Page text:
# Local and Global Lift Coefficients

As seen earlier, the local lift coefficient is related to the local circulation by

Substitution of the circulation in the formula for the global lift coefficient and choosing Aref = S yields   The global lift coefficient is the area weighted average of the local lift coefficient. In particular, if Ci (y) = const. the global lift is equal to the local lift coefficient, Cl = Ci. This is the case for the ideal wing with elliptic planform. For the ideal wing with rectangular planform, the local lift coefficient is elliptic and given by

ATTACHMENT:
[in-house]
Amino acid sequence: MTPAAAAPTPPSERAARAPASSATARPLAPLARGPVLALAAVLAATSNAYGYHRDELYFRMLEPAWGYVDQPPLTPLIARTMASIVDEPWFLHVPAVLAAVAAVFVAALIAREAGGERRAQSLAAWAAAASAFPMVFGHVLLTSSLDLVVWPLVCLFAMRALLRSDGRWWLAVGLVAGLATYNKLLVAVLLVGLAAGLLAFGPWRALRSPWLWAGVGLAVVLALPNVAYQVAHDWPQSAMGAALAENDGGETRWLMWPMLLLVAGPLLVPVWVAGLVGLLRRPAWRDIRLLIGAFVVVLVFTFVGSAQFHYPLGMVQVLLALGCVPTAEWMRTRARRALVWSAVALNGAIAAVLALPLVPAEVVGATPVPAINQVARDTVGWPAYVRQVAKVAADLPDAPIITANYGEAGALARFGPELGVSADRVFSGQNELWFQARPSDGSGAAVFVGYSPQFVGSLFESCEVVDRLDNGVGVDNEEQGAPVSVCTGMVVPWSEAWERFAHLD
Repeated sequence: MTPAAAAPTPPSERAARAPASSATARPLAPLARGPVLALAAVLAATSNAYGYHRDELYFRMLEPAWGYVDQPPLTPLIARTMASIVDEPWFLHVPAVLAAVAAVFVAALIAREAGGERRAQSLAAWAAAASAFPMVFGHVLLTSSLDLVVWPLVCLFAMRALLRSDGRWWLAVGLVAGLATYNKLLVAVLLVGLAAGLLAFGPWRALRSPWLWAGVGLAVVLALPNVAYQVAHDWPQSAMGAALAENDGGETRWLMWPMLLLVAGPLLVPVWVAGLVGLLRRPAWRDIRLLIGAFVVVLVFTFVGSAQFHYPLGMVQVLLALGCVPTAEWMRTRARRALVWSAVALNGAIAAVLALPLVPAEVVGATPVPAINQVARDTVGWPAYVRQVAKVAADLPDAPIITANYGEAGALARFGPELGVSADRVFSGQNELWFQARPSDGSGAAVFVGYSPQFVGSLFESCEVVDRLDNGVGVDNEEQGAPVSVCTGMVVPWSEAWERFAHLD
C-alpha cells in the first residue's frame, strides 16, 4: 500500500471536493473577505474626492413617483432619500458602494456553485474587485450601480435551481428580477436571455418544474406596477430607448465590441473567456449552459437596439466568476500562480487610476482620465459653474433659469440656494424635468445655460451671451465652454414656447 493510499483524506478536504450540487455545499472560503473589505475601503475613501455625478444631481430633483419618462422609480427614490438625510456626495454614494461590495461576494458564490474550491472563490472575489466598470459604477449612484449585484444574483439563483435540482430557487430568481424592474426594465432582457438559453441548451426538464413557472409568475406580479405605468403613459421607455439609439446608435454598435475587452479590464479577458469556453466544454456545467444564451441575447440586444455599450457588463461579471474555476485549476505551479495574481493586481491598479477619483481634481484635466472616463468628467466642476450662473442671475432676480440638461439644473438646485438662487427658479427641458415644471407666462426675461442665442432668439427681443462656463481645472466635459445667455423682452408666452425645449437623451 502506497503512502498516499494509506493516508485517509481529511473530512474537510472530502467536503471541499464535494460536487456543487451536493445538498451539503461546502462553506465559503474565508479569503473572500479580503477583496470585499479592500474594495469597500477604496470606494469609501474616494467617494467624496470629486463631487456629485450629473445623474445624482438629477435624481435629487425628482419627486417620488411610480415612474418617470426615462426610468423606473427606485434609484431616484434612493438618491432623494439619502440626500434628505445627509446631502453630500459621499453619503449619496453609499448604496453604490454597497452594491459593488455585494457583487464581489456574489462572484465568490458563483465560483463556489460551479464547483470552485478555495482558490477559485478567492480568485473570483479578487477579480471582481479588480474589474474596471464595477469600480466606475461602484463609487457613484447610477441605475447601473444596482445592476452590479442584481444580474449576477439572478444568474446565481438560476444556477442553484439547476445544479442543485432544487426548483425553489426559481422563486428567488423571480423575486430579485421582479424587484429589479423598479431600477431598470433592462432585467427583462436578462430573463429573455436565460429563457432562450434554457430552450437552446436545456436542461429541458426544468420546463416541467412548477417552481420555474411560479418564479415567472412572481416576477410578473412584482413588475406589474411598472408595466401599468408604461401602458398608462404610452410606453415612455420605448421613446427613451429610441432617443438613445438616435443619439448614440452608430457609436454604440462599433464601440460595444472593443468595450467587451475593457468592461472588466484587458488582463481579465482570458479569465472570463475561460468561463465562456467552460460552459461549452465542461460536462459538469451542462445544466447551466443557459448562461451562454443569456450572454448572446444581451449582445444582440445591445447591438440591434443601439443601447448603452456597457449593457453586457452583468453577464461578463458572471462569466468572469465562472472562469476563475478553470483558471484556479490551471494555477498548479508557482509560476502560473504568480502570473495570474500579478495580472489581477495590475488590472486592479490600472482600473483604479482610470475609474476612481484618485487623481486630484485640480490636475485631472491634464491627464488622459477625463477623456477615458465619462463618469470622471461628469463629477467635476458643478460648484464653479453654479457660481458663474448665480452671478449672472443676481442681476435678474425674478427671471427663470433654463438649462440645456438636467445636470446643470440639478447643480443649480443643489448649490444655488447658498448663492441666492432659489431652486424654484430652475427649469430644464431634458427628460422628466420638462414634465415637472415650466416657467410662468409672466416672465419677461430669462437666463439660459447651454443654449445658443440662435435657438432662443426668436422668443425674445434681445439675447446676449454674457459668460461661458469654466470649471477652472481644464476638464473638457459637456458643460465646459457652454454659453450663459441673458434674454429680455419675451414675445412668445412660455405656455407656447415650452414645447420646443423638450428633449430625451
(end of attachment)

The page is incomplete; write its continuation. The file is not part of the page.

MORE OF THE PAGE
These distributions are shown in Fig. 6.21 for the two wings having the same Cl.  Here we have assumed that the wings are equipped with the same profile. If, at the operating Reynolds number, the profile lift curve has a maximum lift coefficient Ci, max, one can speculate that the elliptical wing will see stall occurring at once from tip to tip when the effective angle of incidence will reach the incidence of maximum Cl. On the other hand, the rectangular wing will stall first in the root section, where the maximum local lift coefficient is found. From the point of view of airplane design, it is desirable to have the wing stall in the root section first, because tip stall will send the plane into a spiral motion from which it is more difficult to escape. The delta wing of Fig. 6.3b is at higher risk of tip stall.  Fig. 6.22 Elementary contribution to pitching moment